The Project Management Infrastructure (PMI) is still, frankly, a little too ugly for my liking. A proper facelift with the help of a graphics designer and somebody who knows a thing or two about designing websites is still required (and planned). Having said that, we’re taking a small step forward.
Over the weekend, I will release an update to the look and feel of the PMI. This will address a couple of deficiencies that have been bothering me for a while. Perhaps the biggest problem with the existing implementation is that it is impossible to provide reasonable links to a particular page. The implementation detail that causes that deficiency is also responsible for the rather odd “go back” functionality which not-so-very-helpfully switches you to the main page when you navigate back to a project page. With this change, go back will return you back to where you came from.
The “Discover”, “Engage”, “Participate”, and “Explore” tabs will disappear in favour tabs labelled “View”, “Downloads”, “Who’s Involved”, “Documentation”, “Developer Resources”, and “Contact Us”. If you’re logged in as a project committer, you also see an “Edit” tab (you may also see a “Revisions” tab).
The “View” page is the default page for project information. On this page, you’ll see the project description, logo, and some other basic project information (the project’s lifetime commits chart will also appear here).
Providing a good project description is a great way to help a potential new recruit for your community understand the nature of the project. A short paragraph of two-to-five sentences works great here. If you do feel a need to provide a more lengthy description, note that there is a means of providing a summary; use that functionality.
The “Downloads” page shows, well…, downloads. You can provide helpful free-form text download information at the top of this page, as well as collection of links.
Included with the links is the “Big Button Download” (“Downloads URL”). You can provide anything you want here; either a direct link to a file download, or a link to a page with more download options. Marketplace, Update site, and arbitrary download-related links can also be provided.
The “Who’s Involved” page lists the people involved in the project, including project leads, committers, and mentors. For top-level projects, you’ll also see PMC members and council representatives.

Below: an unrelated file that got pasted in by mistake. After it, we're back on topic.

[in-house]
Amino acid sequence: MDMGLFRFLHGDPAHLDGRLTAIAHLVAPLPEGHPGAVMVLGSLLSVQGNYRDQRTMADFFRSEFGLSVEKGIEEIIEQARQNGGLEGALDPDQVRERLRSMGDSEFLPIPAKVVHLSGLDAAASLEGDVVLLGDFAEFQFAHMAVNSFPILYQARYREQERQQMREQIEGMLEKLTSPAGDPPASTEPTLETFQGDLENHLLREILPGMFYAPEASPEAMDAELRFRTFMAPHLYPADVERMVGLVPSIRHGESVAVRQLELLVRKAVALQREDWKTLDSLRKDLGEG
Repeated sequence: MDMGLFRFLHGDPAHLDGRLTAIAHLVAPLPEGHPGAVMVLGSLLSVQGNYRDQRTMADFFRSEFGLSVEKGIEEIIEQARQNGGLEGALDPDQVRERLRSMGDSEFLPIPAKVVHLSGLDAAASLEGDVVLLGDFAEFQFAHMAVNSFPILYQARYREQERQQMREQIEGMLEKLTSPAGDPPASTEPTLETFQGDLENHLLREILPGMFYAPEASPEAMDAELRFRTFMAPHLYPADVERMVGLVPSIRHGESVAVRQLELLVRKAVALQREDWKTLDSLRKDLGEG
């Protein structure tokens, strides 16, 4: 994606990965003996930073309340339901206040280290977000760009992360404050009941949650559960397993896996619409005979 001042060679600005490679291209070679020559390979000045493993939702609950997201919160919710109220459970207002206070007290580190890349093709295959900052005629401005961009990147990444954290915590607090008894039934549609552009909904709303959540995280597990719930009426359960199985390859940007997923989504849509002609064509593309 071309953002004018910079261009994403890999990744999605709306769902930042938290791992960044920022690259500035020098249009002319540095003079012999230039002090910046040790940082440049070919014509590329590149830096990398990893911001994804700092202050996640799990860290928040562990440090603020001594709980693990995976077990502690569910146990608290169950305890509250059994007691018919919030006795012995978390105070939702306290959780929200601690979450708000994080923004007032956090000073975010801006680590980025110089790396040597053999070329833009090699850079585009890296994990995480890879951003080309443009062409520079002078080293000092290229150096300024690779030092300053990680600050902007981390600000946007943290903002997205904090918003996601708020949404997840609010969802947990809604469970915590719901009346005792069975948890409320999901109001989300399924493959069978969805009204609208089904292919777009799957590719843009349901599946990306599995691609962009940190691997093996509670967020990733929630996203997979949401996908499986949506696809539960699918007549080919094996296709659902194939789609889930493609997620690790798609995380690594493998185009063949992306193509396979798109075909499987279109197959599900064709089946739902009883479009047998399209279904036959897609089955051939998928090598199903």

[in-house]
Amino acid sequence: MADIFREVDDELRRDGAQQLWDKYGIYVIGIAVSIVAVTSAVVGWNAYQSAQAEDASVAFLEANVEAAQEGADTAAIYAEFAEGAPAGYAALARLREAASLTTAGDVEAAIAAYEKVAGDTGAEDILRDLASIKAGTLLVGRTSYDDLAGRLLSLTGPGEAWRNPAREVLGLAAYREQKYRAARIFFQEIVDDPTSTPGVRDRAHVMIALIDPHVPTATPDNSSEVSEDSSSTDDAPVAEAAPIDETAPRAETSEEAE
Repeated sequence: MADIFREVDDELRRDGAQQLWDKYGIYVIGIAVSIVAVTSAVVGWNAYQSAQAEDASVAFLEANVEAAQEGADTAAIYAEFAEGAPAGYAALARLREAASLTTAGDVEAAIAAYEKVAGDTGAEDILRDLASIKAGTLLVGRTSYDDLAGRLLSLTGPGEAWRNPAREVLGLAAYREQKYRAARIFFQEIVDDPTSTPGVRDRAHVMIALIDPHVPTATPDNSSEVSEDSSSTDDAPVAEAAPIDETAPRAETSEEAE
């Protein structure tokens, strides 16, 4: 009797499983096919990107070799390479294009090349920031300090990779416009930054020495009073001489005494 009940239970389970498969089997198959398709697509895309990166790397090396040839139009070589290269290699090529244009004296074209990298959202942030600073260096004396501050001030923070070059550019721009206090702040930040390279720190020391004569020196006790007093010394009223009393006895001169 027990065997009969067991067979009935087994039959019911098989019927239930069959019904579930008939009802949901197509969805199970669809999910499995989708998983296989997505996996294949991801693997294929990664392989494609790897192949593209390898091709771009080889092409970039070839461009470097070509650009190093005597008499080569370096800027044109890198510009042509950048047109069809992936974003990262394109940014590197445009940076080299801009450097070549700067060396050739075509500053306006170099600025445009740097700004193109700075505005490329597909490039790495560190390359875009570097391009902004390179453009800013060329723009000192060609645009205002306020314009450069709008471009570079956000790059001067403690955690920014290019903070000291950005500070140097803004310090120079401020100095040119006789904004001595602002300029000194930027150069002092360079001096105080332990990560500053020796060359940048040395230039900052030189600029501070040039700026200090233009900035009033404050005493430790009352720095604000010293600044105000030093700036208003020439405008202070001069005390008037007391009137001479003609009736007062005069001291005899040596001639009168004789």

Generation of “Who’s Involved” page is completely automatic based on our database’s understanding of the composition of the project team. At some point in the not-too-distant-future, we’ll include company information on this page (see bug 403494).
The “Documentation” page, like the “Downloads” page starts with a free-form text field that projects can use to include whatever sort of information makes sense.
This page also includes the project scope, related projects, activity charts, tables of releases and reviews, and links. Note that the project scope contents can be changed by any project committer: tweaking the text is okay, but if the meaning of the scope needs to change, you must engage in a Restructuring Review.
The “Developer Resources” page is where potential contributors and adopters find the source code and build information for your project. Again, you can provide a bit of free-form text as you see fit to best help the reader understand something that may need a bit more explanation. A summary of the the project’s contribution guidelines, along with a pointer to more information might be helpful, for example.
The Source and Build information is collected into collapsible sections; some projects list a lot of repositories, so providing a means of quickly collapsing them seemed prudent.
Finally, the “Contact” page provide pointers to the project’s forums, and mailing lists.
After the rollout, I expect to make additional tweaks based on feedback (and update the documentation).
Also included with this release, are some similar changes for release records, new form-based support for providing project proposals, and project lead election workflow.
As always, your feedback is welcome. Naturally, bug reports are the best way to provide feedback.
Improve software development by passing along shared knowledge and best practices.
One of the biggest challenges in application development today is how to factor in application-specific information. The answer lies in the ability to capture application evolution and developers' knowledge of building and extending the application as metadata so that it's not lost in time or translation. Once that can be done effectively, the combination of the application code along with application-specific metadata can be meaningfully packaged into reusable software asset modules. This white paper will discuss how 'Application Factories' can transform an IDE to play a central role in capturing both the application evolution and the developers' knowledge.